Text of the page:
Work is Love Made Visible is Eminently Practical
[The following is a post included in a compilation of blog posts about Frances Hesselbein. I wrote these posts over a period of time as she and I got to know one another, as I wanted to honor Frances and recognize her superior work in and her commitment to leadership development. This post is the final post in the collection.]
Frances Hesselbein died in December, and while all of us who knew her are sad that she is gone, we are grateful for all that she left us. And for what we were able to take away from our friendships and professional relationships with her.
When it came time to propose and begin work on her final book, Frances took special pains (and, as usual, aided by a devoted group of loyal colleagues) to ensure that its focus would have impact. I’m sure – although I have no specific note about this – that Work is Love Made Visible was intended to provide substantive advice to all of us, now matter where we live in the world, and it was planned to have lasting effect. It had purpose and that, in fact, was what it was about.
Marshall Goldsmith and Sarah McArthur are writers with whom Frances saw eye-to-eye. Working with her – and with Alan Mulally writing the book’s foreword – they created a work that is going to stand the test of time, and the fact that it addresses how one secures and lives by purpose in one’s life could not be more important, especially in the difficult times in which we are now forced to live.
The book was published in 2019 and I meant to read it right away. But like many people who knew and respected Frances and her colleagues, I, too, was soon caught up in the pandemic and the maelstrom of new and difficult changes we all had to undergo as COVID-19 affected us all.
So like many others, I put the book aside, expecting to read it and share my thoughts about it just as soon as things “settled down.” When life did become more manageable, in early 2021, I read the book, totally fascinated with the larger context of its primary premise (to “find purpose” in one’s own life and to be helped along by reading commentary from known thought leaders). Certainly I had no argument with what was being suggested by anyone who contributed to the book.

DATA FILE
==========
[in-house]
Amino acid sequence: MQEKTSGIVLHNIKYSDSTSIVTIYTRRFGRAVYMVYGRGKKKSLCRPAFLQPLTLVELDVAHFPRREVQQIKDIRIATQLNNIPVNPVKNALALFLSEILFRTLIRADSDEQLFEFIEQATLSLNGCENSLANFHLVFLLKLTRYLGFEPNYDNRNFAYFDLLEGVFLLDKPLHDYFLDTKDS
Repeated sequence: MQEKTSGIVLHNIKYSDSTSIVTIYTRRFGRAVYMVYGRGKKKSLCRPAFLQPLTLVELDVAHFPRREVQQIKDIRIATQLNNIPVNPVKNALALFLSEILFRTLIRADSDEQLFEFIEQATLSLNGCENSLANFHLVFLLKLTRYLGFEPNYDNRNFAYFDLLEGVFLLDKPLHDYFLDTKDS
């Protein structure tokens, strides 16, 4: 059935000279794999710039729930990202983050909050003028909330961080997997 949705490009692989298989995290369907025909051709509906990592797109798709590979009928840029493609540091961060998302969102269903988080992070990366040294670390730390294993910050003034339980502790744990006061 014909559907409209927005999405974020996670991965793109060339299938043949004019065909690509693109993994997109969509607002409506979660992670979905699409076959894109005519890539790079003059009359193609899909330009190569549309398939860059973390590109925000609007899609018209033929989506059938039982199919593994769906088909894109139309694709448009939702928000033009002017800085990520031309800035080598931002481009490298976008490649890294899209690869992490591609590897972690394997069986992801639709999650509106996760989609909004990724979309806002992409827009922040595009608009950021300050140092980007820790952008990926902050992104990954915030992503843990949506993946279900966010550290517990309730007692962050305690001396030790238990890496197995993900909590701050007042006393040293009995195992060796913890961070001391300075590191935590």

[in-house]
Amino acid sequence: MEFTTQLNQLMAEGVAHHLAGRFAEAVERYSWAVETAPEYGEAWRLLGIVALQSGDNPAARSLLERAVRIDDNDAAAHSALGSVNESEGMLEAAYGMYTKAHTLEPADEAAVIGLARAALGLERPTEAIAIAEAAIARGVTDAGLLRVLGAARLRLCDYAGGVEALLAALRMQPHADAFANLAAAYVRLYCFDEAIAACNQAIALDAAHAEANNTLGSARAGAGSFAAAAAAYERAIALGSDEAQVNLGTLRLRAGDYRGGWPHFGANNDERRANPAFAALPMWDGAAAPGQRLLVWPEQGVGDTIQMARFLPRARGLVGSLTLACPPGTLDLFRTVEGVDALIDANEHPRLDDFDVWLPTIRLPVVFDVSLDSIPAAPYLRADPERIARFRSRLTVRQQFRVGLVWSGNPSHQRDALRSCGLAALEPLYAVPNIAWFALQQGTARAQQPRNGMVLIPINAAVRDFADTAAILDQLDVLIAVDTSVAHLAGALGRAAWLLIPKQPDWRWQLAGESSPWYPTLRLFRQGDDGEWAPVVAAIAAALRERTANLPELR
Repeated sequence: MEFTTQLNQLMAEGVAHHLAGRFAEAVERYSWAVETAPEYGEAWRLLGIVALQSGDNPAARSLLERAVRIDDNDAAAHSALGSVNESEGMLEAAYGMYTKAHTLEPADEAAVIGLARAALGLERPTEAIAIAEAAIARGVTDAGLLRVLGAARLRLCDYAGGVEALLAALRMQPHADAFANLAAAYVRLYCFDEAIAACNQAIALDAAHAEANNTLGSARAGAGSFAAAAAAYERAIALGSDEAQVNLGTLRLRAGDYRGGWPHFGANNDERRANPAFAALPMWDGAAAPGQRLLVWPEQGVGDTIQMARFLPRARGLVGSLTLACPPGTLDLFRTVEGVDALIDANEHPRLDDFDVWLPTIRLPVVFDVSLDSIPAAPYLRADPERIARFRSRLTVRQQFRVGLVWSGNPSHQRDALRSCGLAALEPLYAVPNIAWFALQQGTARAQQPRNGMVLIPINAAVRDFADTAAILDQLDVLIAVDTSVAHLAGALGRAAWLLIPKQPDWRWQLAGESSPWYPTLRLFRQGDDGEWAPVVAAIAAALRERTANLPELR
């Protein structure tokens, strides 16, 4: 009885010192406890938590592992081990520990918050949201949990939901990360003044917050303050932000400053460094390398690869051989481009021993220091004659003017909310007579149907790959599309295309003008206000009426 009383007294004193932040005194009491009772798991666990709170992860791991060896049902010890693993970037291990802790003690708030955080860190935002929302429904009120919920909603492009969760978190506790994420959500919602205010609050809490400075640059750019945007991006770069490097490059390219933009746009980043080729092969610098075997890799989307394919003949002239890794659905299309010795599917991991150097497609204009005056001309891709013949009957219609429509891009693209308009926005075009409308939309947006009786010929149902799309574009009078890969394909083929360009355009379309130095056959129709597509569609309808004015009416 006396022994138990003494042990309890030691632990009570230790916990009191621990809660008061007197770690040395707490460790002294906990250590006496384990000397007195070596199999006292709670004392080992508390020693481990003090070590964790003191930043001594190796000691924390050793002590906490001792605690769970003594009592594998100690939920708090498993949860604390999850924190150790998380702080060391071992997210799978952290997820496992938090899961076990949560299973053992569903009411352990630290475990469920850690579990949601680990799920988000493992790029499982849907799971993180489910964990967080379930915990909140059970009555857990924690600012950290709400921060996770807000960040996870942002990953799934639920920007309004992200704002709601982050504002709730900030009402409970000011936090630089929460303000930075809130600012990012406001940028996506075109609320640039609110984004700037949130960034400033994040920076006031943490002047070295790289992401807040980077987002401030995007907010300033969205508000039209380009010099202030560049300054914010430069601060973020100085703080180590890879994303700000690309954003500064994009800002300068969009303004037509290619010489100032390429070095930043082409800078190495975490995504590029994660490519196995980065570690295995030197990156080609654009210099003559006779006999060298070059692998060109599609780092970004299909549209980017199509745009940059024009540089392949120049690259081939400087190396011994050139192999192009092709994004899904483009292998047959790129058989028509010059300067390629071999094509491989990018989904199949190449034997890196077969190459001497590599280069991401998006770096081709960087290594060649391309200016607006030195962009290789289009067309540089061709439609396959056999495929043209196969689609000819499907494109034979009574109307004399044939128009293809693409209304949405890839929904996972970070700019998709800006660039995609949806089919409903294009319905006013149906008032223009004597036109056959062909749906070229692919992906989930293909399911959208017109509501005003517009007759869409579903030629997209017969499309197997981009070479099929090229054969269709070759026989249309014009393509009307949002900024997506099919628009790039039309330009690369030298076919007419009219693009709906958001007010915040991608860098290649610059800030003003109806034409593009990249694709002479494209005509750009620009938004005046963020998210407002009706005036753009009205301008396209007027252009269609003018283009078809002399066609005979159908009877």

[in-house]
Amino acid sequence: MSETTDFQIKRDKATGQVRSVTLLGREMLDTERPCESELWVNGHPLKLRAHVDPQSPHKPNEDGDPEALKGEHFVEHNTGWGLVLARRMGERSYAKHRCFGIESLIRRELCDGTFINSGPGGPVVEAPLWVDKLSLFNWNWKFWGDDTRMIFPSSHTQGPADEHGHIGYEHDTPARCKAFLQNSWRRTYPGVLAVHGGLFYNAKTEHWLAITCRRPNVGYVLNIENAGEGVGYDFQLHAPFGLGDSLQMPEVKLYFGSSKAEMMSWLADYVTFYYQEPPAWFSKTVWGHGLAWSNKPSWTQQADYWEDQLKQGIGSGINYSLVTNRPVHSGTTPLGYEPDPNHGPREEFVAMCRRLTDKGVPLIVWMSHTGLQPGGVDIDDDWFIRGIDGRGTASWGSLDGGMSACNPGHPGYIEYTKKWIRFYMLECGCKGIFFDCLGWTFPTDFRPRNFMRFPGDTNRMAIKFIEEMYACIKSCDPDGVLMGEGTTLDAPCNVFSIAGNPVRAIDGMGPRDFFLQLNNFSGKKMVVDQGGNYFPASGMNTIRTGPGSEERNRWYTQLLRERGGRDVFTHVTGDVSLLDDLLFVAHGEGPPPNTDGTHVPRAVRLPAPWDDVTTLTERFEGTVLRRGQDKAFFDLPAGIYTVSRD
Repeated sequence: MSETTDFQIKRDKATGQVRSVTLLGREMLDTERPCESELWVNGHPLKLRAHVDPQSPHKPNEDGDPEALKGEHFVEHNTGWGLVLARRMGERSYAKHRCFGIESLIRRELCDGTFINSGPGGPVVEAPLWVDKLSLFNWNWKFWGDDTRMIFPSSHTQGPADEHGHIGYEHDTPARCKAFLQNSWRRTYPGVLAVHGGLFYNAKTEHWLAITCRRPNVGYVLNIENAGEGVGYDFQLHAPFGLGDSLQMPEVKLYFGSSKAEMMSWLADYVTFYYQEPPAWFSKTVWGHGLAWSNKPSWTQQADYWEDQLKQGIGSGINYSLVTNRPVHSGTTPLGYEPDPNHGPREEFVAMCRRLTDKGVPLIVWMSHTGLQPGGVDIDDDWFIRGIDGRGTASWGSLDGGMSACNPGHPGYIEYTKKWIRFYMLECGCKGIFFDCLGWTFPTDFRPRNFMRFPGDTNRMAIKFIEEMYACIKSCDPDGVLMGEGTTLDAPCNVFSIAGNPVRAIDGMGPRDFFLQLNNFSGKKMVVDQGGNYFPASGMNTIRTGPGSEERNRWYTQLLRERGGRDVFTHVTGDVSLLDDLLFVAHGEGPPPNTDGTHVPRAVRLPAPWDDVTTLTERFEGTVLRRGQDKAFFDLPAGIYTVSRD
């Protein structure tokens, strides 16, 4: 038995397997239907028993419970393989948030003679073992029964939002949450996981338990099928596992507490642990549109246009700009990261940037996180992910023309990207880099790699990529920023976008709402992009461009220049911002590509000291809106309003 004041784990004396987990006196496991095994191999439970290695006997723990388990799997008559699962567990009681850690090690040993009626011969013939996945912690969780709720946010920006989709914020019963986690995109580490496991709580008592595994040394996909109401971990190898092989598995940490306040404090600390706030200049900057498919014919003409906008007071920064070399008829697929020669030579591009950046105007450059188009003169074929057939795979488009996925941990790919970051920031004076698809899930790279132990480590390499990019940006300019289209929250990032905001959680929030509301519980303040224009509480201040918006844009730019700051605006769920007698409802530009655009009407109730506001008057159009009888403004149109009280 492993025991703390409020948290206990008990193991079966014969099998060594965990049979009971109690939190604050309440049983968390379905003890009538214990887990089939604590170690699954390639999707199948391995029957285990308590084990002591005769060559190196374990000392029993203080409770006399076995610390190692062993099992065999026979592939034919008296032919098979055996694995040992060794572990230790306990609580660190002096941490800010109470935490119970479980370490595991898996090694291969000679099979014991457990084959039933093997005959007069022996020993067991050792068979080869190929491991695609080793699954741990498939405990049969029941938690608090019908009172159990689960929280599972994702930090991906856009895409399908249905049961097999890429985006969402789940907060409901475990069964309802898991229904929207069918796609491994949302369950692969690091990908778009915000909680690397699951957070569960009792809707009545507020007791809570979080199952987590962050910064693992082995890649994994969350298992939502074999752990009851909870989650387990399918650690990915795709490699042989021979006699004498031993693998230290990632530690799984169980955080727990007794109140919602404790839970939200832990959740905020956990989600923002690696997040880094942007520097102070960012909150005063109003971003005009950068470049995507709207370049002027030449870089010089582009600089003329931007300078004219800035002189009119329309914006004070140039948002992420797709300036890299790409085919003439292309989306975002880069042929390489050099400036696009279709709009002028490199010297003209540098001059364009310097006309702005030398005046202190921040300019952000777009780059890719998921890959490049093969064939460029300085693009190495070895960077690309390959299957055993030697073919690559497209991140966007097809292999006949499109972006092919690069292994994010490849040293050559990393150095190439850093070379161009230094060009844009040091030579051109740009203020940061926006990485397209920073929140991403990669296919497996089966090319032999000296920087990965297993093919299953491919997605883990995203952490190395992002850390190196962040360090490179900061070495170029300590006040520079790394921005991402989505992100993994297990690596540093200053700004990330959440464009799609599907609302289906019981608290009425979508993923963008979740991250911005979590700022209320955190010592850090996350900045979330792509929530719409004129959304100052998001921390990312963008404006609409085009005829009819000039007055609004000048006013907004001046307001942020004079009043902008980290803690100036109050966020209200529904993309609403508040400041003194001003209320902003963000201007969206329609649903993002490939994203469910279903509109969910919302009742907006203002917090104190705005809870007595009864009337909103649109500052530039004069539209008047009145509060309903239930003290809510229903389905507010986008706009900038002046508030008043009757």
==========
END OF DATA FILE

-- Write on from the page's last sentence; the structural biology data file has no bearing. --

Yet I had one very personal reaction, “personal,” that is, in thinking about how some of what was offered in the book might impact readers in a way that is not necessarily connected with one’s profession, line of work, or other “official” situation.
“How can I connect what I’m reading to my own life?” I wondered. Yes, there were contributors who spoke about finding purpose via the tennis court, or in cultural situations, and so forth. Primarily, though, the advice related to how one does one’s work or interacts with others in the workplace, in order to use purpose to create a better global society.
I wanted more, and I found myself thinking about a fictional “lack of purpose” I was observing. Currently once again deep into the reading of Marcel Proust’s great masterpiece (only this time getting much more from it than I ever had before because instead of reading it to myself, the book is being read to me, opening the way to splendid new interpretations and conversation). With this different approach to Proust’s work, I realized that, after reading Work is Love Made Visible, purpose – or lack of purpose – affects all human interactions, real or fabricated.